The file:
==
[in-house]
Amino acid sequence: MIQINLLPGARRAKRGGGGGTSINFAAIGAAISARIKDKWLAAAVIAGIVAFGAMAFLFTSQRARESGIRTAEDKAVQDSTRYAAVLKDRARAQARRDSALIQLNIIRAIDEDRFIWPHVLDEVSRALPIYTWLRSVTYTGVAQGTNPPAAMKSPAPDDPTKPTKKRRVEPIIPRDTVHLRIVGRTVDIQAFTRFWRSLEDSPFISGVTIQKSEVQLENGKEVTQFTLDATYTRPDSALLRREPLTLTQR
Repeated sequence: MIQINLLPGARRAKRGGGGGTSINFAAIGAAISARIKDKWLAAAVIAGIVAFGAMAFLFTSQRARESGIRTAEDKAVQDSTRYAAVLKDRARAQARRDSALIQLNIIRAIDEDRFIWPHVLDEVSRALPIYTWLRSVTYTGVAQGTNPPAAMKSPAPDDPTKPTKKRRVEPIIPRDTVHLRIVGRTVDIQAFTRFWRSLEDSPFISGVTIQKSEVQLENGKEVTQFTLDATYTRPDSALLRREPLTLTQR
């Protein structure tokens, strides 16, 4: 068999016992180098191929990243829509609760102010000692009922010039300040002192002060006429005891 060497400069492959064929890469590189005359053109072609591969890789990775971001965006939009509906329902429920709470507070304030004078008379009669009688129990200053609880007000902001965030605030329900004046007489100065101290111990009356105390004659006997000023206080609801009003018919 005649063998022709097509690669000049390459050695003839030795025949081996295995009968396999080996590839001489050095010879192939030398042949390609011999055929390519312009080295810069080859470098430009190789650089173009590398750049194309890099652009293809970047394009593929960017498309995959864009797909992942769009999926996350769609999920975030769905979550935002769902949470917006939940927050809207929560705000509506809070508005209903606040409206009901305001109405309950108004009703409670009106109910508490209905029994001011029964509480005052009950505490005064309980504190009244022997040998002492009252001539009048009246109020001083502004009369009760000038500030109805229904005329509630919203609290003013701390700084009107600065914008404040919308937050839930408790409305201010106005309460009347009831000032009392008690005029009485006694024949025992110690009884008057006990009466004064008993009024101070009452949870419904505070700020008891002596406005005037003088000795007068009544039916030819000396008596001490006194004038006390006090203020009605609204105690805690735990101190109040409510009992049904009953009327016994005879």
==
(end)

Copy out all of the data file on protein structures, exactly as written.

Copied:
[in-house]
Amino acid sequence: MIQINLLPGARRAKRGGGGGTSINFAAIGAAISARIKDKWLAAAVIAGIVAFGAMAFLFTSQRARESGIRTAEDKAVQDSTRYAAVLKDRARAQARRDSALIQLNIIRAIDEDRFIWPHVLDEVSRALPIYTWLRSVTYTGVAQGTNPPAAMKSPAPDDPTKPTKKRRVEPIIPRDTVHLRIVGRTVDIQAFTRFWRSLEDSPFISGVTIQKSEVQLENGKEVTQFTLDATYTRPDSALLRREPLTLTQR
Repeated sequence: MIQINLLPGARRAKRGGGGGTSINFAAIGAAISARIKDKWLAAAVIAGIVAFGAMAFLFTSQRARESGIRTAEDKAVQDSTRYAAVLKDRARAQARRDSALIQLNIIRAIDEDRFIWPHVLDEVSRALPIYTWLRSVTYTGVAQGTNPPAAMKSPAPDDPTKPTKKRRVEPIIPRDTVHLRIVGRTVDIQAFTRFWRSLEDSPFISGVTIQKSEVQLENGKEVTQFTLDATYTRPDSALLRREPLTLTQR
């Protein structure tokens, strides 16, 4: 068999016992180098191929990243829509609760102010000692009922010039300040002192002060006429005891 060497400069492959064929890469590189005359053109072609591969890789990775971001965006939009509906329902429920709470507070304030004078008379009669009688129990200053609880007000902001965030605030329900004046007489100065101290111990009356105390004659006997000023206080609801009003018919 005649063998022709097509690669000049390459050695003839030795025949081996295995009968396999080996590839001489050095010879192939030398042949390609011999055929390519312009080295810069080859470098430009190789650089173009590398750049194309890099652009293809970047394009593929960017498309995959864009797909992942769009999926996350769609999920975030769905979550935002769902949470917006939940927050809207929560705000509506809070508005209903606040409206009901305001109405309950108004009703409670009106109910508490209905029994001011029964509480005052009950505490005064309980504190009244022997040998002492009252001539009048009246109020001083502004009369009760000038500030109805229904005329509630919203609290003013701390700084009107600065914008404040919308937050839930408790409305201010106005309460009347009831000032009392008690005029009485006694024949025992110690009884008057006990009466004064008993009024101070009452949870419904505070700020008891002596406005005037003088000795007068009544039916030819000396008596001490006194004038006390006090203020009605609204105690805690735990101190109040409510009992049904009953009327016994005879």